St Albans Council are one of an increasing number of public bodies to complain about Freedom of Information requests. In calculating the cost to the body of a quarter of a million pounds every year, they said that over one in ten requests come from the Metropolitan Police.
But Tim Turner was skeptical. So he asked how many of the police requests actually mentioned FOI. They avoided the question:
“St Albans drew my attention to a section on the Information Commissioner’s website which says that any request for information that is plainly not an EIR or a subject access request should be treated as an FOI.”
The implication being that routine requests for information from other public bodies may be being classified as ‘FOI’ as a way of inflating costs and supporting the case against it – even where they would previously just be routine.
Turner then asked specifically how many of those police requests were made under the Data Protection Act:
“They admitted that all of them were“.
The council might have treated those requests as FOI and formally declined them before treating them as Data Protection Act requests. “But,” says Turner, “I bet that they didn’t.”
Even had they done so – or if any council did so – it would have been merely a bureaucratic sleight of hand, at a cost to the public purse. As Turner explains:
“The police were using the Data Protection Act for what the ICO’s Data Sharing Code of Practice calls a ‘disclosure’, and what is more commonly (though less accurately) known as a data sharing request. They were asking not that the data be disclosed under FOI, but that it be disclosed one data controller to another, for the purposes of conducting a criminal investigation. The idea that anyone could think that this was an FOI request is nonsense.”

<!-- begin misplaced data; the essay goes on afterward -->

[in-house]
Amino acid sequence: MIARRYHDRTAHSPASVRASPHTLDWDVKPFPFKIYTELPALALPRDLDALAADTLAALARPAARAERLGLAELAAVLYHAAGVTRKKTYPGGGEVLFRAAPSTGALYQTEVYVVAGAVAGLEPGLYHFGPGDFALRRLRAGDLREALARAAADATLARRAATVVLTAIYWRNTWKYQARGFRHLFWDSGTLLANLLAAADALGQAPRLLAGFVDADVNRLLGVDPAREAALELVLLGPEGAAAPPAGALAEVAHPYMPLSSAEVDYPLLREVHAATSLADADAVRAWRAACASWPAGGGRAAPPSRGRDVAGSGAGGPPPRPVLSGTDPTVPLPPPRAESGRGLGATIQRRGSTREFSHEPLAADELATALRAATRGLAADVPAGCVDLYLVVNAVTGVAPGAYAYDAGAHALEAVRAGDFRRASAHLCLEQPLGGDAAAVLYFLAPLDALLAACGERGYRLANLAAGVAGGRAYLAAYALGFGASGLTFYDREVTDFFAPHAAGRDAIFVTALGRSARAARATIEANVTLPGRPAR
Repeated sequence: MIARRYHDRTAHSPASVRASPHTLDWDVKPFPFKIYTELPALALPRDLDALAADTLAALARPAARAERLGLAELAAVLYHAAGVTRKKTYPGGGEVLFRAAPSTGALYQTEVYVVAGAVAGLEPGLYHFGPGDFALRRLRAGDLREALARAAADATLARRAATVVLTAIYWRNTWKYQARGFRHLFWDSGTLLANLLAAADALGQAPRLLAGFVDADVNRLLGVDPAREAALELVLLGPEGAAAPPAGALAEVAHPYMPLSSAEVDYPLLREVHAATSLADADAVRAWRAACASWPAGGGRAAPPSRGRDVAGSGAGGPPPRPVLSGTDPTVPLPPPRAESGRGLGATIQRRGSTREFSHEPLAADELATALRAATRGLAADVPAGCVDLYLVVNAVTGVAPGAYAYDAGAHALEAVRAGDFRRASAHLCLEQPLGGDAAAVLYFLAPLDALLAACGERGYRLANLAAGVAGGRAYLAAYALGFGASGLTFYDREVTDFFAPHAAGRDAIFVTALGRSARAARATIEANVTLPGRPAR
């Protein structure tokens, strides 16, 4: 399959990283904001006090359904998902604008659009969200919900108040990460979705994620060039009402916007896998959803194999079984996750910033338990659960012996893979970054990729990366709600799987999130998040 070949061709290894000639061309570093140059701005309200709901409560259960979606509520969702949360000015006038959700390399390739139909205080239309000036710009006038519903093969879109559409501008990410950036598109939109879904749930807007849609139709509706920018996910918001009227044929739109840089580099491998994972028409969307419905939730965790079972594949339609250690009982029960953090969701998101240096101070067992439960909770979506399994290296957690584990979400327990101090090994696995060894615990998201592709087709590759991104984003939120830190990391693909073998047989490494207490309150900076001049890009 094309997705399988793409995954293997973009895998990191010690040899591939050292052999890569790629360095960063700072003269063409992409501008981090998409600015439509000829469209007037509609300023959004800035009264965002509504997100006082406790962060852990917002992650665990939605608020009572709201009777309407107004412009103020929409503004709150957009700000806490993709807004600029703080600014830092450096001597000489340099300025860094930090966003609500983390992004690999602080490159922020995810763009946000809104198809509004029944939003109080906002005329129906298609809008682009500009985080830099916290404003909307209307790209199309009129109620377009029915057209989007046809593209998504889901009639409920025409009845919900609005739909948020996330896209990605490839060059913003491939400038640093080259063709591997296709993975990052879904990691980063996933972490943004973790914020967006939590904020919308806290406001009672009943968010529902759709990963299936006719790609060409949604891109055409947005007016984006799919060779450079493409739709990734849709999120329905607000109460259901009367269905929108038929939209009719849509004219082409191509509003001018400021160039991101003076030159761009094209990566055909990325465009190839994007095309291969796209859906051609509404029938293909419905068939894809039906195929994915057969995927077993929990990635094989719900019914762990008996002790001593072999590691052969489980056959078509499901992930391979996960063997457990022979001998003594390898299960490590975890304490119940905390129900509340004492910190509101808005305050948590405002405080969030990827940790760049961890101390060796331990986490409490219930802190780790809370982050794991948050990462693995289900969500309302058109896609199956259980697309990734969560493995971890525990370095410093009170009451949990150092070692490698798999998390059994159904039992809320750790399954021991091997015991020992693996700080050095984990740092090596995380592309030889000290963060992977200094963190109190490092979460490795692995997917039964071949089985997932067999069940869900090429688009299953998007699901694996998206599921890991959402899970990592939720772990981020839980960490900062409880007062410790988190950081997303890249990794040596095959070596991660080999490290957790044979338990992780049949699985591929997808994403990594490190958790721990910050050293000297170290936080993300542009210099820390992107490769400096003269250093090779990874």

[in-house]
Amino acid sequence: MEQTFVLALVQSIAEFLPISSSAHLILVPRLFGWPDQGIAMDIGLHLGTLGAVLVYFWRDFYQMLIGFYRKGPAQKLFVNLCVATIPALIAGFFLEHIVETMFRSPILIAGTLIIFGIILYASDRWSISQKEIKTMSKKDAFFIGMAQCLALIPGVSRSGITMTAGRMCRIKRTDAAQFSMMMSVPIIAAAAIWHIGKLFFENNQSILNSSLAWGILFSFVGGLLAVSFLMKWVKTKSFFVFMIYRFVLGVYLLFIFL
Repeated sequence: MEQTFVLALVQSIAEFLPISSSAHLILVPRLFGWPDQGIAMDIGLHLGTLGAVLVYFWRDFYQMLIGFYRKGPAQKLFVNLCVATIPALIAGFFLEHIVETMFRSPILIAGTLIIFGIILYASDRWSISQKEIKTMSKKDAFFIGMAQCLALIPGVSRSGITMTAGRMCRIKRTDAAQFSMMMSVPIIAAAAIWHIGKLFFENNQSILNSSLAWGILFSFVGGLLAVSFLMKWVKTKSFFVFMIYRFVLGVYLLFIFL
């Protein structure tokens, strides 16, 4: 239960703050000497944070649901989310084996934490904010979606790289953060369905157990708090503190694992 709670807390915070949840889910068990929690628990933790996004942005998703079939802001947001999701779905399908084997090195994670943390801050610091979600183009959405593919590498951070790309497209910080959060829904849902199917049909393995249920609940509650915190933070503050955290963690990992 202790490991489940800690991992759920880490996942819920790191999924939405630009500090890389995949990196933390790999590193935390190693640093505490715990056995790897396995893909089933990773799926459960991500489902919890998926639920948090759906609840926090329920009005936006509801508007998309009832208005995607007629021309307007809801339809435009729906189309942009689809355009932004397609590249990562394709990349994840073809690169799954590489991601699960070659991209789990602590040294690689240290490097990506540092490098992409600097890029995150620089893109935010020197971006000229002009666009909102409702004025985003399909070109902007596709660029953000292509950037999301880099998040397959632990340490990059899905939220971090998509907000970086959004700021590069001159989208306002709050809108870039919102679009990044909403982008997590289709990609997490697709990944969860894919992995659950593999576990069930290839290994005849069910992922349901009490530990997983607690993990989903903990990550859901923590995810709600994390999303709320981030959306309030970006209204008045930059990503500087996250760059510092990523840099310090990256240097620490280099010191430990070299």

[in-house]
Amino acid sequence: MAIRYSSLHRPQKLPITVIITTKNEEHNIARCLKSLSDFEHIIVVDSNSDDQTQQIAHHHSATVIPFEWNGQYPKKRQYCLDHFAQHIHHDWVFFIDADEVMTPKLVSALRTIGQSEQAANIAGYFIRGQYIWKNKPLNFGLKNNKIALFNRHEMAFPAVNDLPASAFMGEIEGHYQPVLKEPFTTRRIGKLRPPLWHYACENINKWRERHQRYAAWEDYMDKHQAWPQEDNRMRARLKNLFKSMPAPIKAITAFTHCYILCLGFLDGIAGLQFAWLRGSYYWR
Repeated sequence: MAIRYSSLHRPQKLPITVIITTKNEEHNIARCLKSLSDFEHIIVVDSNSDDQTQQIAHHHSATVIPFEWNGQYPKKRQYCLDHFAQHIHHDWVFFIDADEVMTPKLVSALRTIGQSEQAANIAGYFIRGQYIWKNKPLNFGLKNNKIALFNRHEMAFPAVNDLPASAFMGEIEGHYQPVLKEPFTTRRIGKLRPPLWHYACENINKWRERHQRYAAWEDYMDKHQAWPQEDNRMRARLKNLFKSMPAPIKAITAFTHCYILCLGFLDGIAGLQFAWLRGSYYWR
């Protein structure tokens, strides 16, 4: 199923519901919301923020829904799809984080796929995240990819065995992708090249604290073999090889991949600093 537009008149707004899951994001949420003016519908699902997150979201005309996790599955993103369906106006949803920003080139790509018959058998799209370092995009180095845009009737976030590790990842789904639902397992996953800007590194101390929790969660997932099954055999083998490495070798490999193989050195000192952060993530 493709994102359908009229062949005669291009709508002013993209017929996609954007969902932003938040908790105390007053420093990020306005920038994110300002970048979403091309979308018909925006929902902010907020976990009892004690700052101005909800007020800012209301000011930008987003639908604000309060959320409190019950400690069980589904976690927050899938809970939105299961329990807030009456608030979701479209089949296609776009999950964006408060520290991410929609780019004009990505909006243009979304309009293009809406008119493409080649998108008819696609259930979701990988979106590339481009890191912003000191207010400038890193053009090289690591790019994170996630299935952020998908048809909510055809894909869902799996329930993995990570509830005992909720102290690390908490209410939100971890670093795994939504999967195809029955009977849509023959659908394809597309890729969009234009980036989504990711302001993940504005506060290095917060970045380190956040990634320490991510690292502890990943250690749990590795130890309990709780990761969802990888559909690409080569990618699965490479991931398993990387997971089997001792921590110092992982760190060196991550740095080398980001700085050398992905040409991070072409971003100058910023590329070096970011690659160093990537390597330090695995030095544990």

This means that St Albans’ figure for FOI costs is wrong, by at least 13%. But it also suggests that other non-FOI costs may have been lumped in as well. In short, we can’t trust the figure.
And it sheds a particular light on similar stories from other public bodies. When Staffordshire Council pulled a similar stunt earlier this year they included police forces, other councils (classified as “commercial”), and central government.
Likewise Avon and Somerset Police – whose average FOI costs more than the legal maximum – are likely to receive many requests that fall under the Data Protection Act (for example individuals wanting documentation relating to their arrest).
So if you come across one of these stories it’s worth asking for a more detailed breakdown of exactly what types of request they were, how many were explicitly made under FOI, and how many were eventually handled under the Data Protection Act.
The irony is that this only adds further support to the argument in favour of FOI: the information has only come to light because Tim Turner was able to ask for it through… an FOI request.
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